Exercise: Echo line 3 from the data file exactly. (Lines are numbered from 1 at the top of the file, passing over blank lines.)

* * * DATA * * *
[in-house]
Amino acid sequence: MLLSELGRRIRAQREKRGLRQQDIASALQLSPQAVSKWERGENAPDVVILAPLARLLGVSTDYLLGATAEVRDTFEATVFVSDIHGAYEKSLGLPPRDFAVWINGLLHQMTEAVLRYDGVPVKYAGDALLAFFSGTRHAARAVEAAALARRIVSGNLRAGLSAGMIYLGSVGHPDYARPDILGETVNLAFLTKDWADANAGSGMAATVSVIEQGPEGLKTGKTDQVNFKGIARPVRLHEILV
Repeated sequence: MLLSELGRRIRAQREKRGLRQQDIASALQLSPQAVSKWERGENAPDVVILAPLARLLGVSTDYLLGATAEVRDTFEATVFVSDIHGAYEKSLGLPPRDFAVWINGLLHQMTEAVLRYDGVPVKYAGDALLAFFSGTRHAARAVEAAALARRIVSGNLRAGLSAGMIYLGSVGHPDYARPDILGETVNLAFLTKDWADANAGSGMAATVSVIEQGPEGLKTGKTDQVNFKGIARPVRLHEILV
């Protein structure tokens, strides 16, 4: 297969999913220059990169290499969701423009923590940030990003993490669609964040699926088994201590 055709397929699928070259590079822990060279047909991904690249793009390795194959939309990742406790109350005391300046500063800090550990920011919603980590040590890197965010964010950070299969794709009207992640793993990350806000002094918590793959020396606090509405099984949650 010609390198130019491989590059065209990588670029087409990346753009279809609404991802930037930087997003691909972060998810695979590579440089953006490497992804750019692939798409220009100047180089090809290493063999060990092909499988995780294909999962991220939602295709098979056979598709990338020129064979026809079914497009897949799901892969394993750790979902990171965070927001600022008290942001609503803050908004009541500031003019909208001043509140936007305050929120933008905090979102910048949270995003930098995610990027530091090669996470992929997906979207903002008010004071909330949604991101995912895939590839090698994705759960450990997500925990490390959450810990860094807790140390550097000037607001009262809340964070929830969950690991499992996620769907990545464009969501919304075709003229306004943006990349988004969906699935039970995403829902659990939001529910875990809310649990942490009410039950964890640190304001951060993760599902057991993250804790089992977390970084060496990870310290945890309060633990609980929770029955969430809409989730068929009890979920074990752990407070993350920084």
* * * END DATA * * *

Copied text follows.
Repeated sequence: MLLSELGRRIRAQREKRGLRQQDIASALQLSPQAVSKWERGENAPDVVILAPLARLLGVSTDYLLGATAEVRDTFEATVFVSDIHGAYEKSLGLPPRDFAVWINGLLHQMTEAVLRYDGVPVKYAGDALLAFFSGTRHAARAVEAAALARRIVSGNLRAGLSAGMIYLGSVGHPDYARPDILGETVNLAFLTKDWADANAGSGMAATVSVIEQGPEGLKTGKTDQVNFKGIARPVRLHEILV